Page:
12     that's how it remained to the end of the war.  The problem, as I say,

13     when the other communities did not want to divide up the municipality but

14     wanted to have the whole of the municipality to themselves, then they

15     clashed, and then you had a conflict.

16        Q.   Do you remember that in more municipalities and not just Olovo

17     where the agreement was adhered to, for example, in Bratunac, in

18     Vlasenica, that there were negotiations in Ilidza and other

19     municipalities, to form administrative power and authority of Serbian

20     local communities peacefully and in the Muslim ones, and that this -- but

21     that this fell through at the beginning of the war, nothing came of it,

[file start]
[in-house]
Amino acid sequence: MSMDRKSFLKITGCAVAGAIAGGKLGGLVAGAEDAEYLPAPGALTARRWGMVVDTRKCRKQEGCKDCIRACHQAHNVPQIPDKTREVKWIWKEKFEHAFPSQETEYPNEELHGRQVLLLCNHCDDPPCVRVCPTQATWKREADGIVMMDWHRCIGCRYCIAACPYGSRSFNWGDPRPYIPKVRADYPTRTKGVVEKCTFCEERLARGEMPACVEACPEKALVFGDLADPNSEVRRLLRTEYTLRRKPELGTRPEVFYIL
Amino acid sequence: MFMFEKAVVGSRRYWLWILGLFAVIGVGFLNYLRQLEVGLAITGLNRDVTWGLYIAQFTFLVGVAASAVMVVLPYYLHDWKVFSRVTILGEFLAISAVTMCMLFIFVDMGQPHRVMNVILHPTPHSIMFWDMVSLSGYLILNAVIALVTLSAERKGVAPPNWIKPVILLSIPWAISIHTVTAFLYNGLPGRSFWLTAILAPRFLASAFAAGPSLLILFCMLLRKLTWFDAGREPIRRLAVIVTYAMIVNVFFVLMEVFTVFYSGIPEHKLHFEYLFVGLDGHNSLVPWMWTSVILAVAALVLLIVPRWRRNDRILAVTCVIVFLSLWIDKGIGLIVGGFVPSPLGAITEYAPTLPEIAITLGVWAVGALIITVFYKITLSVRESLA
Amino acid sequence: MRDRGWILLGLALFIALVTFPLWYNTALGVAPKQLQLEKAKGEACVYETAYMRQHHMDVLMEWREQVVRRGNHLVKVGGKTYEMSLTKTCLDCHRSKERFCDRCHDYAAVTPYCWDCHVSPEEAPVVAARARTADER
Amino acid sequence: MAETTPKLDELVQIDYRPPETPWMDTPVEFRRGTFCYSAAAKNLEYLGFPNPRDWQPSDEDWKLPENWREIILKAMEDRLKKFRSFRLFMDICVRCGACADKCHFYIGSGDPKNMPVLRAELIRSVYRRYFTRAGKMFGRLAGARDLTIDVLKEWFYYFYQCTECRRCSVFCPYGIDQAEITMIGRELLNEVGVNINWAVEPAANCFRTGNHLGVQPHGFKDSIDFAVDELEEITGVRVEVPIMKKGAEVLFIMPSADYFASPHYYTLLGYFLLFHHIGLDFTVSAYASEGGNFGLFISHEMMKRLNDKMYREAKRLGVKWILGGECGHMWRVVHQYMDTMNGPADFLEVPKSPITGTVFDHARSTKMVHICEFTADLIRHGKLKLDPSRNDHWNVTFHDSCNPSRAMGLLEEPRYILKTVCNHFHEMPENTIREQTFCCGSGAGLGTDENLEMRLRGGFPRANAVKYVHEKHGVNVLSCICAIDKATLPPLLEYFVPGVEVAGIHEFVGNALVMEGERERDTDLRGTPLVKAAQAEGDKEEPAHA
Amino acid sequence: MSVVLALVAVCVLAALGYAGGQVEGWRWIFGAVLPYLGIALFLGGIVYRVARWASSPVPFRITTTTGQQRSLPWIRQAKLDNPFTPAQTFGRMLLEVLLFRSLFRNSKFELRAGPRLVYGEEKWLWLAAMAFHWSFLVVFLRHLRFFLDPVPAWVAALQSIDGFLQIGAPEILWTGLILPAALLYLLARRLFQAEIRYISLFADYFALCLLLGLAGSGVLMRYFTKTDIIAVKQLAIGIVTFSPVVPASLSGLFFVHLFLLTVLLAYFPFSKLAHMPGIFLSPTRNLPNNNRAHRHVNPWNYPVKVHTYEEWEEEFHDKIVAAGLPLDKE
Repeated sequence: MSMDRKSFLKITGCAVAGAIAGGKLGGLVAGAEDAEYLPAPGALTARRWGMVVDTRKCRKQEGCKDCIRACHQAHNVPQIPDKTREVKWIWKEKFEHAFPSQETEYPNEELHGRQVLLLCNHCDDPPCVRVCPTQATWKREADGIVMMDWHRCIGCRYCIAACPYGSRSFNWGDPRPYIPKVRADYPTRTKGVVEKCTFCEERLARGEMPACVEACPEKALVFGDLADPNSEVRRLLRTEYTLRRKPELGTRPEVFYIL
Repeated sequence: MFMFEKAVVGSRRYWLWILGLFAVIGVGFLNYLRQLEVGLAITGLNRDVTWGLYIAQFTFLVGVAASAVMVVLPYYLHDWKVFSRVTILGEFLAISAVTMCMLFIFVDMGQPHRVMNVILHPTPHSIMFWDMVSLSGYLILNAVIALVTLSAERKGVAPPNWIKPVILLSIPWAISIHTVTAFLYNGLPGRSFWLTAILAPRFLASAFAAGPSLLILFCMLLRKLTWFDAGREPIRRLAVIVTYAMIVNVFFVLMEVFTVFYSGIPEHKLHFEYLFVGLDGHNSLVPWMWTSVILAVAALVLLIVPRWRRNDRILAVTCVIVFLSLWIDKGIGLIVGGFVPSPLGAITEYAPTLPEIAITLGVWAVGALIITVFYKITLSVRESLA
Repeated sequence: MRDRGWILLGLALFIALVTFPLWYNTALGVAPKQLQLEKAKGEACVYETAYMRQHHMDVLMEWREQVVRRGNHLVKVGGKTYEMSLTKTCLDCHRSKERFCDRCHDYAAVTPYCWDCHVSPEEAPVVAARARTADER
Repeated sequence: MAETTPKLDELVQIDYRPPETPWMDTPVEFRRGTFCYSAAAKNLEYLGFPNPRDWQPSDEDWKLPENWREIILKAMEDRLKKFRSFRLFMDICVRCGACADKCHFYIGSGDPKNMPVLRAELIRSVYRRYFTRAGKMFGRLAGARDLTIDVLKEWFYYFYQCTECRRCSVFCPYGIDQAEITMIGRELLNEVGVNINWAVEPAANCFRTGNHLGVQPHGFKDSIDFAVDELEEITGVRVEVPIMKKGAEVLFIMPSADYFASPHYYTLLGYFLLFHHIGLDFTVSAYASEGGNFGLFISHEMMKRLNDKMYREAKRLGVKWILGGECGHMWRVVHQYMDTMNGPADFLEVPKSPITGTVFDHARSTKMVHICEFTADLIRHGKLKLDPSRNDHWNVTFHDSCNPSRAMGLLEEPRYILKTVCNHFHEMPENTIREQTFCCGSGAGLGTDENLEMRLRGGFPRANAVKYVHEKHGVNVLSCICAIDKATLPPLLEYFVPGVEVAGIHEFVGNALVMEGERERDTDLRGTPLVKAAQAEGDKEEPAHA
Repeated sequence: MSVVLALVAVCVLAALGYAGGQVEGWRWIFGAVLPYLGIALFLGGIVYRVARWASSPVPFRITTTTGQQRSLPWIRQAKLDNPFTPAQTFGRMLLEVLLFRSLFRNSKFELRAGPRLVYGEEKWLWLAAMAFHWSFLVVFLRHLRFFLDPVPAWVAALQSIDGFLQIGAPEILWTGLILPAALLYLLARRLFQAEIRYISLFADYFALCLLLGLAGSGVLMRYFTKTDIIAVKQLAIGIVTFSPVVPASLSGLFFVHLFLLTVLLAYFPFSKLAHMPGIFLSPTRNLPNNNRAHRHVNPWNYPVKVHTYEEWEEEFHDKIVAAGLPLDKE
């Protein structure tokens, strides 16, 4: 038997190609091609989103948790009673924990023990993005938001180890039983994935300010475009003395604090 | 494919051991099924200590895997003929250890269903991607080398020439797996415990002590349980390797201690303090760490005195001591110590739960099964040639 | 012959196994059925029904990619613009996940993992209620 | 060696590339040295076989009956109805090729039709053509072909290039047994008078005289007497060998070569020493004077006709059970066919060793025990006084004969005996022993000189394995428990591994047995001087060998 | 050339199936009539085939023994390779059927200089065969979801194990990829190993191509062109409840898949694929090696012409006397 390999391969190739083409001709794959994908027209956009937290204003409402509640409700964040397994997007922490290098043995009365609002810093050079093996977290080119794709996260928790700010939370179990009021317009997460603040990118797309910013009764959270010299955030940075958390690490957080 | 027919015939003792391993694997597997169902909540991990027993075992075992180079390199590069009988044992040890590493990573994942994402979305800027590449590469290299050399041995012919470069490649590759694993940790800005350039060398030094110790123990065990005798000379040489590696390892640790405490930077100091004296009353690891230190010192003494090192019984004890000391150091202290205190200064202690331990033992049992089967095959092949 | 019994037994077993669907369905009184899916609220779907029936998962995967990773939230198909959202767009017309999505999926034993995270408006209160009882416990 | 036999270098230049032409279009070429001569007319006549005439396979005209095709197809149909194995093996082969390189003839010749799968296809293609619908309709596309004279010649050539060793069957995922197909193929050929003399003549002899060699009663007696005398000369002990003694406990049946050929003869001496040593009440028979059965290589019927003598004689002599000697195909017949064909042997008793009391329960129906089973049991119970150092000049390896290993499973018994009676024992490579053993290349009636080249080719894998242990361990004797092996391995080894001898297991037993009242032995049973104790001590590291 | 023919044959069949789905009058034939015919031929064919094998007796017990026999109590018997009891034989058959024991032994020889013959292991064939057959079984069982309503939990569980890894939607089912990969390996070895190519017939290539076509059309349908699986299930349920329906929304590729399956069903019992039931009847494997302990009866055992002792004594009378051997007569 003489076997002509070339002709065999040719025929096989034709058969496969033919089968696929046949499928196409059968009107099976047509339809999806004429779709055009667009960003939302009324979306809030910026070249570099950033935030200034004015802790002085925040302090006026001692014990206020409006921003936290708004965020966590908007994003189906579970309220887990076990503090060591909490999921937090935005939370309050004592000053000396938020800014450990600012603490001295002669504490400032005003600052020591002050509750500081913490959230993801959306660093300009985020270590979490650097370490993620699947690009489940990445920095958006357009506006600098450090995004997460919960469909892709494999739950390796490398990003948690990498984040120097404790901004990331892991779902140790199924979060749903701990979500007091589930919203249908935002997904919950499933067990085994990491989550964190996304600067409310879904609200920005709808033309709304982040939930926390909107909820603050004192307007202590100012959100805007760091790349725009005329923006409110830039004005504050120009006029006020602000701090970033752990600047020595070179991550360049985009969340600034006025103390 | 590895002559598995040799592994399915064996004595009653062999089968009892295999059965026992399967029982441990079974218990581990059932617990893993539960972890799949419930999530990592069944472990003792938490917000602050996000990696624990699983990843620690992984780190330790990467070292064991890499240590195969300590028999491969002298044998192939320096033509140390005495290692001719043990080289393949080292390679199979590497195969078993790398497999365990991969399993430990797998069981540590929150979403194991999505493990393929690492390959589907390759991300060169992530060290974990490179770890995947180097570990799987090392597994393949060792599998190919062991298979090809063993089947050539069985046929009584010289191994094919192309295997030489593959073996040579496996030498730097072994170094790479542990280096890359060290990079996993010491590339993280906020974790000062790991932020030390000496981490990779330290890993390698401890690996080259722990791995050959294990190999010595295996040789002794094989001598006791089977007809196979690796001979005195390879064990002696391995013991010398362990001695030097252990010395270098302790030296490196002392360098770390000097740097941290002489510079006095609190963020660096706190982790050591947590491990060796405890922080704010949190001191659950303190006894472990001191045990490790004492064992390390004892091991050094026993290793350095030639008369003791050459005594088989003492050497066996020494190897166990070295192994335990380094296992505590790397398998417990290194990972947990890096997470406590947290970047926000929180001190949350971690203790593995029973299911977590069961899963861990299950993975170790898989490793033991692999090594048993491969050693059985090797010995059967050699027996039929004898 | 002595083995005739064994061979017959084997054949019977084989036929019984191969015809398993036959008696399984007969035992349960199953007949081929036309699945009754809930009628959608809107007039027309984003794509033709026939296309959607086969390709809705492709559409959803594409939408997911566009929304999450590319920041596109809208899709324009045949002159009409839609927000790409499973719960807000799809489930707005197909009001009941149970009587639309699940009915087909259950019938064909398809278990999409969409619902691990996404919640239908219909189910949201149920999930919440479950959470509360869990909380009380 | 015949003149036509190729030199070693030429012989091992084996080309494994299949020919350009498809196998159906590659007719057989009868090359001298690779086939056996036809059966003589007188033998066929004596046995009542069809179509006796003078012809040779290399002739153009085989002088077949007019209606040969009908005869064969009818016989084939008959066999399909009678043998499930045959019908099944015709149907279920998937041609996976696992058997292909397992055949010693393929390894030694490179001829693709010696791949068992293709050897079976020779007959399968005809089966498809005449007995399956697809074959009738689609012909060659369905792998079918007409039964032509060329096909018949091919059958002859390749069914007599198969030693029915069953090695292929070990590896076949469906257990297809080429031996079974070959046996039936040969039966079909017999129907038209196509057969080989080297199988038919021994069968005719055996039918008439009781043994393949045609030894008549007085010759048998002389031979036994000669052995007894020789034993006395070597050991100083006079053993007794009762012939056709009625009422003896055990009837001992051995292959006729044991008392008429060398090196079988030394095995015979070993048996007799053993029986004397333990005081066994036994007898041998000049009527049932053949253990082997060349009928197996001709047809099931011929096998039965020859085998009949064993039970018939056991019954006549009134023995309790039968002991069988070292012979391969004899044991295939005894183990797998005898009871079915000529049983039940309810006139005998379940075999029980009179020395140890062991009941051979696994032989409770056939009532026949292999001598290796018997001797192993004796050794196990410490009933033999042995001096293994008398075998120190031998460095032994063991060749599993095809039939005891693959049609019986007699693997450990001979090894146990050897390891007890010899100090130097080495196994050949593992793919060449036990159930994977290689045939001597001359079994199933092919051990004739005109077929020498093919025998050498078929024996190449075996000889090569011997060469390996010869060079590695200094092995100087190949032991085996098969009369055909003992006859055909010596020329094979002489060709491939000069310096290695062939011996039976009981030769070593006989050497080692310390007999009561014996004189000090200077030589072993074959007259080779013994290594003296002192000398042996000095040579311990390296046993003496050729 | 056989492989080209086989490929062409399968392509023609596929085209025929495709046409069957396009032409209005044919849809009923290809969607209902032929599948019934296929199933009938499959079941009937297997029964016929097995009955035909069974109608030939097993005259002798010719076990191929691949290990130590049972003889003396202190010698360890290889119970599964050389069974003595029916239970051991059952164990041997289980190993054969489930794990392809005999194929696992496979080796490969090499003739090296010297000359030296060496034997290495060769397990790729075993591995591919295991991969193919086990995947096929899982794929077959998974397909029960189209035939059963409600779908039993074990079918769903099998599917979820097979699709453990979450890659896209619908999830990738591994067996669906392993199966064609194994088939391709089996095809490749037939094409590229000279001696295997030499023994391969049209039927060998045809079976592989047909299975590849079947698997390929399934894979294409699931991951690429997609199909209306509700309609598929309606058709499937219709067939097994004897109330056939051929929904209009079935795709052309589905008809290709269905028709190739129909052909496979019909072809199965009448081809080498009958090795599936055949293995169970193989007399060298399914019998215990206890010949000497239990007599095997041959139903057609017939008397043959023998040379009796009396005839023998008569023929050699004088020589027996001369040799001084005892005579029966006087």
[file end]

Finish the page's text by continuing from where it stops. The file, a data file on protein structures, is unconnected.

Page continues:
22     when the SDA called for it to be rescinded?

23        A.   No, I don't know about that.  But I know about Olovo because it

24     was implemented there.

25        Q.   Thank you.


Page 14329

 1             THE ACCUSED: [Interpretation] May we have P5 on our screens,

 2     that's Variant A and B.  Can we have that back on our screens, please,

 3     because it might refresh your memory.  You might have got things mixed up

 4     a bit.  My name isn't mentioned there, so may we have P5 on e-court,

 5     please.

 6             MR KARADZIC: [Interpretation]

 7        Q.   While we're waiting for that to come up, did anybody from the

 8     centre control you or force you to apply this piece of paper to your

 9     municipality, this document to your municipality?

10        A.   No.

11             THE ACCUSED: [Interpretation] May we have the next page in

12     Serbian and may we have the English displayed on the split screen as

13     well, please.  Thank you.

14             MR. KARADZIC: [Interpretation]

15        Q.   For justified doubts that forces -- organised forces want to --